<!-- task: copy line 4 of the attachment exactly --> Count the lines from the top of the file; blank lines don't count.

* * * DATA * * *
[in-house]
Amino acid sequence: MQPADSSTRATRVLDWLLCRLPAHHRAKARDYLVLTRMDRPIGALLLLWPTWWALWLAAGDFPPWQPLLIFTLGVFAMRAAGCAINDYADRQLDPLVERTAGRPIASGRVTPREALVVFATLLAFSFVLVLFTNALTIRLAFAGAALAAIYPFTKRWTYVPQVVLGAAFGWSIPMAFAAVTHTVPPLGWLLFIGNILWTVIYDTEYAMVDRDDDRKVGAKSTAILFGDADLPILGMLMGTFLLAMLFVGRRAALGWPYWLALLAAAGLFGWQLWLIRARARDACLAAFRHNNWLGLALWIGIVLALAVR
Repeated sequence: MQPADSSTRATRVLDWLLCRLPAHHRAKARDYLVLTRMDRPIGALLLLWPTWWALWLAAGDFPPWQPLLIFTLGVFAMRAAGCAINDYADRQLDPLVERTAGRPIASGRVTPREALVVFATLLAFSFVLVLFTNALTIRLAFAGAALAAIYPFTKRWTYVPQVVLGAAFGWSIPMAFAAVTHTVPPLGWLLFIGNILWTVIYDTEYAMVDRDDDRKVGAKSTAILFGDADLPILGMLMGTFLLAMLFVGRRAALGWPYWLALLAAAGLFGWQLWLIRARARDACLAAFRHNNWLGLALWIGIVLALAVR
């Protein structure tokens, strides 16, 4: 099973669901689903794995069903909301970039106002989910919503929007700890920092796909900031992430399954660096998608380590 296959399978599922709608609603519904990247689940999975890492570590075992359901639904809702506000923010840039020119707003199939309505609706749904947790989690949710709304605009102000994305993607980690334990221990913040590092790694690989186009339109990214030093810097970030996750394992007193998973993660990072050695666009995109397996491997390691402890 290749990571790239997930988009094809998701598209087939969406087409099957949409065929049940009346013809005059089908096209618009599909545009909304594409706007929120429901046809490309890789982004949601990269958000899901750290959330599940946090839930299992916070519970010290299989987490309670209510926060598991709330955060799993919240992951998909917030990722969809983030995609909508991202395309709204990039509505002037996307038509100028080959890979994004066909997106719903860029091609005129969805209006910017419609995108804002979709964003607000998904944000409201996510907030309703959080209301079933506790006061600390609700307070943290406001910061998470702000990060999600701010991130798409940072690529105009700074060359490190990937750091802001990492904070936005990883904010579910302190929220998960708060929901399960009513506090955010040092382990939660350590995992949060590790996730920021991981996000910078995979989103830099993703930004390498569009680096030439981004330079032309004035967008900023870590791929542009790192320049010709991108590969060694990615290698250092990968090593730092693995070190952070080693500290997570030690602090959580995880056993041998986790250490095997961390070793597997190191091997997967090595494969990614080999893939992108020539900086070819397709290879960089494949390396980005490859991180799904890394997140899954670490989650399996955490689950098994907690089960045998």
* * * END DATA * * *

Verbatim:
């Protein structure tokens, strides 16, 4: 099973669901689903794995069903909301970039106002989910919503929007700890920092796909900031992430399954660096998608380590 296959399978599922709608609603519904990247689940999975890492570590075992359901639904809702506000923010840039020119707003199939309505609706749904947790989690949710709304605009102000994305993607980690334990221990913040590092790694690989186009339109990214030093810097970030996750394992007193998973993660990072050695666009995109397996491997390691402890 290749990571790239997930988009094809998701598209087939969406087409099957949409065929049940009346013809005059089908096209618009599909545009909304594409706007929120429901046809490309890789982004949601990269958000899901750290959330599940946090839930299992916070519970010290299989987490309670209510926060598991709330955060799993919240992951998909917030990722969809983030995609909508991202395309709204990039509505002037996307038509100028080959890979994004066909997106719903860029091609005129969805209006910017419609995108804002979709964003607000998904944000409201996510907030309703959080209301079933506790006061600390609700307070943290406001910061998470702000990060999600701010991130798409940072690529105009700074060359490190990937750091802001990492904070936005990883904010579910302190929220998960708060929901399960009513506090955010040092382990939660350590995992949060590790996730920021991981996000910078995979989103830099993703930004390498569009680096030439981004330079032309004035967008900023870590791929542009790192320049010709991108590969060694990615290698250092990968090593730092693995070190952070080693500290997570030690602090959580995880056993041998986790250490095997961390070793597997190191091997997967090595494969990614080999893939992108020539900086070819397709290879960089494949390396980005490859991180799904890394997140899954670490989650399996955490689950098994907690089960045998």